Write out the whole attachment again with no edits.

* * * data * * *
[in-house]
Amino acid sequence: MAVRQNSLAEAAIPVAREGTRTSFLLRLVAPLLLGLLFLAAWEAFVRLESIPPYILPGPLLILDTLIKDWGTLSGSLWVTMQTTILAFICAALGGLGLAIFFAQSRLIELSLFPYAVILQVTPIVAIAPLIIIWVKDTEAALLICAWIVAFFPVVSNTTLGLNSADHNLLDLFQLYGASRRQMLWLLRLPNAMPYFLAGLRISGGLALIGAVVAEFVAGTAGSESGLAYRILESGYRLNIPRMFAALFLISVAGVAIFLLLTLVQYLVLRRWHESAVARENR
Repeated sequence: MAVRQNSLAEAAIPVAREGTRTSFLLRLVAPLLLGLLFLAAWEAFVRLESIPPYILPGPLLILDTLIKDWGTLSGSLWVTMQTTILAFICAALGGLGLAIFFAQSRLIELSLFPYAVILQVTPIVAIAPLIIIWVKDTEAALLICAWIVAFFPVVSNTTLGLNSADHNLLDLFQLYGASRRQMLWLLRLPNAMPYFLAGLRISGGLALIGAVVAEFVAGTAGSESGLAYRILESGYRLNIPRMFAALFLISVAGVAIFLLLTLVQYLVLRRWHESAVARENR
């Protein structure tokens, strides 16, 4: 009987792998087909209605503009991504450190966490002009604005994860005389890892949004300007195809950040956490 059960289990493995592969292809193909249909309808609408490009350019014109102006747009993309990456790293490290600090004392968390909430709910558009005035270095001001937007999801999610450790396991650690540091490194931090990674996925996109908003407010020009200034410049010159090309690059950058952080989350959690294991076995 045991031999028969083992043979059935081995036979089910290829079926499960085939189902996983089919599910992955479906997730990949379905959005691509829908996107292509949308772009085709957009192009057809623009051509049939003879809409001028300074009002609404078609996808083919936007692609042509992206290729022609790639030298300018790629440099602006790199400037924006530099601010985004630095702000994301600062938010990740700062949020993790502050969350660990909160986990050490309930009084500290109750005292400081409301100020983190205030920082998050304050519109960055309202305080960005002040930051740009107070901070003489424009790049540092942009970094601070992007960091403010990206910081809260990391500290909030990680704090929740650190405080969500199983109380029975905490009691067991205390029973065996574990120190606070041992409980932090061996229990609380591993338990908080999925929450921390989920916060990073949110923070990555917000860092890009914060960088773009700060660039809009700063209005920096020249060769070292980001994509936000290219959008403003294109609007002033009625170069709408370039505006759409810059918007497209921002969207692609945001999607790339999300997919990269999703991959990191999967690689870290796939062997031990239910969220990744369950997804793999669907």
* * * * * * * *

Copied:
[in-house]
Amino acid sequence: MAVRQNSLAEAAIPVAREGTRTSFLLRLVAPLLLGLLFLAAWEAFVRLESIPPYILPGPLLILDTLIKDWGTLSGSLWVTMQTTILAFICAALGGLGLAIFFAQSRLIELSLFPYAVILQVTPIVAIAPLIIIWVKDTEAALLICAWIVAFFPVVSNTTLGLNSADHNLLDLFQLYGASRRQMLWLLRLPNAMPYFLAGLRISGGLALIGAVVAEFVAGTAGSESGLAYRILESGYRLNIPRMFAALFLISVAGVAIFLLLTLVQYLVLRRWHESAVARENR
Repeated sequence: MAVRQNSLAEAAIPVAREGTRTSFLLRLVAPLLLGLLFLAAWEAFVRLESIPPYILPGPLLILDTLIKDWGTLSGSLWVTMQTTILAFICAALGGLGLAIFFAQSRLIELSLFPYAVILQVTPIVAIAPLIIIWVKDTEAALLICAWIVAFFPVVSNTTLGLNSADHNLLDLFQLYGASRRQMLWLLRLPNAMPYFLAGLRISGGLALIGAVVAEFVAGTAGSESGLAYRILESGYRLNIPRMFAALFLISVAGVAIFLLLTLVQYLVLRRWHESAVARENR
């Protein structure tokens, strides 16, 4: 009987792998087909209605503009991504450190966490002009604005994860005389890892949004300007195809950040956490 059960289990493995592969292809193909249909309808609408490009350019014109102006747009993309990456790293490290600090004392968390909430709910558009005035270095001001937007999801999610450790396991650690540091490194931090990674996925996109908003407010020009200034410049010159090309690059950058952080989350959690294991076995 045991031999028969083992043979059935081995036979089910290829079926499960085939189902996983089919599910992955479906997730990949379905959005691509829908996107292509949308772009085709957009192009057809623009051509049939003879809409001028300074009002609404078609996808083919936007692609042509992206290729022609790639030298300018790629440099602006790199400037924006530099601010985004630095702000994301600062938010990740700062949020993790502050969350660990909160986990050490309930009084500290109750005292400081409301100020983190205030920082998050304050519109960055309202305080960005002040930051740009107070901070003489424009790049540092942009970094601070992007960091403010990206910081809260990391500290909030990680704090929740650190405080969500199983109380029975905490009691067991205390029973065996574990120190606070041992409980932090061996229990609380591993338990908080999925929450921390989920916060990073949110923070990555917000860092890009914060960088773009700060660039809009700063209005920096020249060769070292980001994509936000290219959008403003294109609007002033009625170069709408370039505006759409810059918007497209921002969207692609945001999607790339999300997919990269999703991959990191999967690689870290796939062997031990239910969220990744369950997804793999669907």